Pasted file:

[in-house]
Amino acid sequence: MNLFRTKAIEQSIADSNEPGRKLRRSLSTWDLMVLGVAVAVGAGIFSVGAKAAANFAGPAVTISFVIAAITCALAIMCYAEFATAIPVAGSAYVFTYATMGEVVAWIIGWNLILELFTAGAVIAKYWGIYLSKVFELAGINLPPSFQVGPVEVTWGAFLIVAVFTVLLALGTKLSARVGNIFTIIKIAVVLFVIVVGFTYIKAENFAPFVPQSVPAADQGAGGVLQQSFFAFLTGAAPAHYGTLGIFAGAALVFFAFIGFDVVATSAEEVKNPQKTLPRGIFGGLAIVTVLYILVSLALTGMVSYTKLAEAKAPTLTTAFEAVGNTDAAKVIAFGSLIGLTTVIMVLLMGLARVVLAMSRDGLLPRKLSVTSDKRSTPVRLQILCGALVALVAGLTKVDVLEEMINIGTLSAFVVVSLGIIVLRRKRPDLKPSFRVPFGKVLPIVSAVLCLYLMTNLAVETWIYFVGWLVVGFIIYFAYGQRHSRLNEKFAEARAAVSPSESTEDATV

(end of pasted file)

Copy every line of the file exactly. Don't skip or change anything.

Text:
[in-house]
Amino acid sequence: MNLFRTKAIEQSIADSNEPGRKLRRSLSTWDLMVLGVAVAVGAGIFSVGAKAAANFAGPAVTISFVIAAITCALAIMCYAEFATAIPVAGSAYVFTYATMGEVVAWIIGWNLILELFTAGAVIAKYWGIYLSKVFELAGINLPPSFQVGPVEVTWGAFLIVAVFTVLLALGTKLSARVGNIFTIIKIAVVLFVIVVGFTYIKAENFAPFVPQSVPAADQGAGGVLQQSFFAFLTGAAPAHYGTLGIFAGAALVFFAFIGFDVVATSAEEVKNPQKTLPRGIFGGLAIVTVLYILVSLALTGMVSYTKLAEAKAPTLTTAFEAVGNTDAAKVIAFGSLIGLTTVIMVLLMGLARVVLAMSRDGLLPRKLSVTSDKRSTPVRLQILCGALVALVAGLTKVDVLEEMINIGTLSAFVVVSLGIIVLRRKRPDLKPSFRVPFGKVLPIVSAVLCLYLMTNLAVETWIYFVGWLVVGFIIYFAYGQRHSRLNEKFAEARAAVSPSESTEDATV